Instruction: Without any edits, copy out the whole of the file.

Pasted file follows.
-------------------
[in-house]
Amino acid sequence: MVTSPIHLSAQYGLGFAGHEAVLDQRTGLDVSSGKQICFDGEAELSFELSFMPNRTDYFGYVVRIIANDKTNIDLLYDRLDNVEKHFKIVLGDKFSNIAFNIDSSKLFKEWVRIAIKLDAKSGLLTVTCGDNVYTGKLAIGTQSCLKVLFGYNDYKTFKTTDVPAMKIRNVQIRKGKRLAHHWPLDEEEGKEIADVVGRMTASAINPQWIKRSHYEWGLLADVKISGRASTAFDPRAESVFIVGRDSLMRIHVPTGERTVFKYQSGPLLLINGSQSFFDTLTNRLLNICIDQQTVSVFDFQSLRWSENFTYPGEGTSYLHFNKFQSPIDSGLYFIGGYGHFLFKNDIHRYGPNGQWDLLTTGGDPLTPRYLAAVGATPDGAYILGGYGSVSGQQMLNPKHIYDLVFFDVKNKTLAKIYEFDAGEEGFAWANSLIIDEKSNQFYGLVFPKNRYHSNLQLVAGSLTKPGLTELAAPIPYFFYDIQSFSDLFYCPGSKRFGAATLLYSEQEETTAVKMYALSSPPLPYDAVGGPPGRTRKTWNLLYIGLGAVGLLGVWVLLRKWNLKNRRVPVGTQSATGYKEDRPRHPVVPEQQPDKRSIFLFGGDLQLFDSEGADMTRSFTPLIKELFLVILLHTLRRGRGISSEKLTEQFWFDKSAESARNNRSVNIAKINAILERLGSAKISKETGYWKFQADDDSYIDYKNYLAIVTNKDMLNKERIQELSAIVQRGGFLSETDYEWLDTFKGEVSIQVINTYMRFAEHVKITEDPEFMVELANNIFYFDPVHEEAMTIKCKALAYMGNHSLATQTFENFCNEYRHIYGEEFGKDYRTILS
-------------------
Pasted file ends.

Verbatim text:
[in-house]
Amino acid sequence: MVTSPIHLSAQYGLGFAGHEAVLDQRTGLDVSSGKQICFDGEAELSFELSFMPNRTDYFGYVVRIIANDKTNIDLLYDRLDNVEKHFKIVLGDKFSNIAFNIDSSKLFKEWVRIAIKLDAKSGLLTVTCGDNVYTGKLAIGTQSCLKVLFGYNDYKTFKTTDVPAMKIRNVQIRKGKRLAHHWPLDEEEGKEIADVVGRMTASAINPQWIKRSHYEWGLLADVKISGRASTAFDPRAESVFIVGRDSLMRIHVPTGERTVFKYQSGPLLLINGSQSFFDTLTNRLLNICIDQQTVSVFDFQSLRWSENFTYPGEGTSYLHFNKFQSPIDSGLYFIGGYGHFLFKNDIHRYGPNGQWDLLTTGGDPLTPRYLAAVGATPDGAYILGGYGSVSGQQMLNPKHIYDLVFFDVKNKTLAKIYEFDAGEEGFAWANSLIIDEKSNQFYGLVFPKNRYHSNLQLVAGSLTKPGLTELAAPIPYFFYDIQSFSDLFYCPGSKRFGAATLLYSEQEETTAVKMYALSSPPLPYDAVGGPPGRTRKTWNLLYIGLGAVGLLGVWVLLRKWNLKNRRVPVGTQSATGYKEDRPRHPVVPEQQPDKRSIFLFGGDLQLFDSEGADMTRSFTPLIKELFLVILLHTLRRGRGISSEKLTEQFWFDKSAESARNNRSVNIAKINAILERLGSAKISKETGYWKFQADDDSYIDYKNYLAIVTNKDMLNKERIQELSAIVQRGGFLSETDYEWLDTFKGEVSIQVINTYMRFAEHVKITEDPEFMVELANNIFYFDPVHEEAMTIKCKALAYMGNHSLATQTFENFCNEYRHIYGEEFGKDYRTILS